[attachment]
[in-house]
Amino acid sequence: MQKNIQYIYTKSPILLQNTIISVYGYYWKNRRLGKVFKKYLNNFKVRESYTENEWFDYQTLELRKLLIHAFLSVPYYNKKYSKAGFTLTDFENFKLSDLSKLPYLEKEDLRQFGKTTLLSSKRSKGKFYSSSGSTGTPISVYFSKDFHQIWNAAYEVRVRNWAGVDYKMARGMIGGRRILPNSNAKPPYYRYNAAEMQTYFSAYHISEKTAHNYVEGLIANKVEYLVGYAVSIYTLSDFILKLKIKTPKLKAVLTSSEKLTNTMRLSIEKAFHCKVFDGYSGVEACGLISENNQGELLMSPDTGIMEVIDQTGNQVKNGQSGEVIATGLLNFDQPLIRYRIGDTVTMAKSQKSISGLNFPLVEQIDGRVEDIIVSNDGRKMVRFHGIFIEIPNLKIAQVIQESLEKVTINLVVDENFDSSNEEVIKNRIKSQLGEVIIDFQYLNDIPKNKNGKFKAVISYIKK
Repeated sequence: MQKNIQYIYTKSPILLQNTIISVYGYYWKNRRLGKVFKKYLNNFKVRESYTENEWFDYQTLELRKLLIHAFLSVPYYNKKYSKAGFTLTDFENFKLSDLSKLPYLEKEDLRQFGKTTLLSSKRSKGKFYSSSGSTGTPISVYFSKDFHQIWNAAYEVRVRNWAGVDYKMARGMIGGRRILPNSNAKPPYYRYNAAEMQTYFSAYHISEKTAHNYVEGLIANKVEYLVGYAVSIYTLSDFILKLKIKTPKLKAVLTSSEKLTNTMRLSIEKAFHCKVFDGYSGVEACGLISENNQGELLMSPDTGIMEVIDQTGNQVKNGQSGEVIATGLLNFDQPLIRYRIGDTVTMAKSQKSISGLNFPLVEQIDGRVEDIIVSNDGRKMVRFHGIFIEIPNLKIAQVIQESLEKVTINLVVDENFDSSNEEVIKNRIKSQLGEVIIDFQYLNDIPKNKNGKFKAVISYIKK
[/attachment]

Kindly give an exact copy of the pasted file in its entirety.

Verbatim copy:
[in-house]
Amino acid sequence: MQKNIQYIYTKSPILLQNTIISVYGYYWKNRRLGKVFKKYLNNFKVRESYTENEWFDYQTLELRKLLIHAFLSVPYYNKKYSKAGFTLTDFENFKLSDLSKLPYLEKEDLRQFGKTTLLSSKRSKGKFYSSSGSTGTPISVYFSKDFHQIWNAAYEVRVRNWAGVDYKMARGMIGGRRILPNSNAKPPYYRYNAAEMQTYFSAYHISEKTAHNYVEGLIANKVEYLVGYAVSIYTLSDFILKLKIKTPKLKAVLTSSEKLTNTMRLSIEKAFHCKVFDGYSGVEACGLISENNQGELLMSPDTGIMEVIDQTGNQVKNGQSGEVIATGLLNFDQPLIRYRIGDTVTMAKSQKSISGLNFPLVEQIDGRVEDIIVSNDGRKMVRFHGIFIEIPNLKIAQVIQESLEKVTINLVVDENFDSSNEEVIKNRIKSQLGEVIIDFQYLNDIPKNKNGKFKAVISYIKK
Repeated sequence: MQKNIQYIYTKSPILLQNTIISVYGYYWKNRRLGKVFKKYLNNFKVRESYTENEWFDYQTLELRKLLIHAFLSVPYYNKKYSKAGFTLTDFENFKLSDLSKLPYLEKEDLRQFGKTTLLSSKRSKGKFYSSSGSTGTPISVYFSKDFHQIWNAAYEVRVRNWAGVDYKMARGMIGGRRILPNSNAKPPYYRYNAAEMQTYFSAYHISEKTAHNYVEGLIANKVEYLVGYAVSIYTLSDFILKLKIKTPKLKAVLTSSEKLTNTMRLSIEKAFHCKVFDGYSGVEACGLISENNQGELLMSPDTGIMEVIDQTGNQVKNGQSGEVIATGLLNFDQPLIRYRIGDTVTMAKSQKSISGLNFPLVEQIDGRVEDIIVSNDGRKMVRFHGIFIEIPNLKIAQVIQESLEKVTINLVVDENFDSSNEEVIKNRIKSQLGEVIIDFQYLNDIPKNKNGKFKAVISYIKK